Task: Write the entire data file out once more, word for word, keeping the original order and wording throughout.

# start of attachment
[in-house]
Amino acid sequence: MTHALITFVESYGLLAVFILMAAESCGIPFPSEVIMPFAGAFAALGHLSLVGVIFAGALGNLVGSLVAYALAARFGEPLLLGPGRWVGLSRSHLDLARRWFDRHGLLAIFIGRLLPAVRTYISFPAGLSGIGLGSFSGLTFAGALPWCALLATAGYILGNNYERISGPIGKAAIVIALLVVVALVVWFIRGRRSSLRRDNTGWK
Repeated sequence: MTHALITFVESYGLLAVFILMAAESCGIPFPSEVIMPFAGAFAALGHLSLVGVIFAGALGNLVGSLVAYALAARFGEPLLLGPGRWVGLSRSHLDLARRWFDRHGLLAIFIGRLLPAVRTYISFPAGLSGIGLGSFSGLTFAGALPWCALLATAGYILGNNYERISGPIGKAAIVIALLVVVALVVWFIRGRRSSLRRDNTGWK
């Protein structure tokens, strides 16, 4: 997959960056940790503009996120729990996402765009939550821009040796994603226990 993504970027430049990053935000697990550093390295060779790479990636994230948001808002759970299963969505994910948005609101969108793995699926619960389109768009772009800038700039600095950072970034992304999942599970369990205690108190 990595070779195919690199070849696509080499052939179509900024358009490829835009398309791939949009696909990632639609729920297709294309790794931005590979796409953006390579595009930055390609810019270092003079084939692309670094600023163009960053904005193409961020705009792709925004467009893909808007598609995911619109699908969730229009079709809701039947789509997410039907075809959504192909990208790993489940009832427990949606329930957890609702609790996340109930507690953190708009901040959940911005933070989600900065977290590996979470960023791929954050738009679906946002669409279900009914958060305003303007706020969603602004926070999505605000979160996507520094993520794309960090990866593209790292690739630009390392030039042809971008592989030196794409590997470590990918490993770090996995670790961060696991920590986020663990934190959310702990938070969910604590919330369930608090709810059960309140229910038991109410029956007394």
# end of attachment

[in-house]
Amino acid sequence: MTHALITFVESYGLLAVFILMAAESCGIPFPSEVIMPFAGAFAALGHLSLVGVIFAGALGNLVGSLVAYALAARFGEPLLLGPGRWVGLSRSHLDLARRWFDRHGLLAIFIGRLLPAVRTYISFPAGLSGIGLGSFSGLTFAGALPWCALLATAGYILGNNYERISGPIGKAAIVIALLVVVALVVWFIRGRRSSLRRDNTGWK
Repeated sequence: MTHALITFVESYGLLAVFILMAAESCGIPFPSEVIMPFAGAFAALGHLSLVGVIFAGALGNLVGSLVAYALAARFGEPLLLGPGRWVGLSRSHLDLARRWFDRHGLLAIFIGRLLPAVRTYISFPAGLSGIGLGSFSGLTFAGALPWCALLATAGYILGNNYERISGPIGKAAIVIALLVVVALVVWFIRGRRSSLRRDNTGWK
């Protein structure tokens, strides 16, 4: 997959960056940790503009996120729990996402765009939550821009040796994603226990 993504970027430049990053935000697990550093390295060779790479990636994230948001808002759970299963969505994910948005609101969108793995699926619960389109768009772009800038700039600095950072970034992304999942599970369990205690108190 990595070779195919690199070849696509080499052939179509900024358009490829835009398309791939949009696909990632639609729920297709294309790794931005590979796409953006390579595009930055390609810019270092003079084939692309670094600023163009960053904005193409961020705009792709925004467009893909808007598609995911619109699908969730229009079709809701039947789509997410039907075809959504192909990208790993489940009832427990949606329930957890609702609790996340109930507690953190708009901040959940911005933070989600900065977290590996979470960023791929954050738009679906946002669409279900009914958060305003303007706020969603602004926070999505605000979160996507520094993520794309960090990866593209790292690739630009390392030039042809971008592989030196794409590997470590990918490993770090996995670790961060696991920590986020663990934190959310702990938070969910604590919330369930608090709810059960309140229910038991109410029956007394």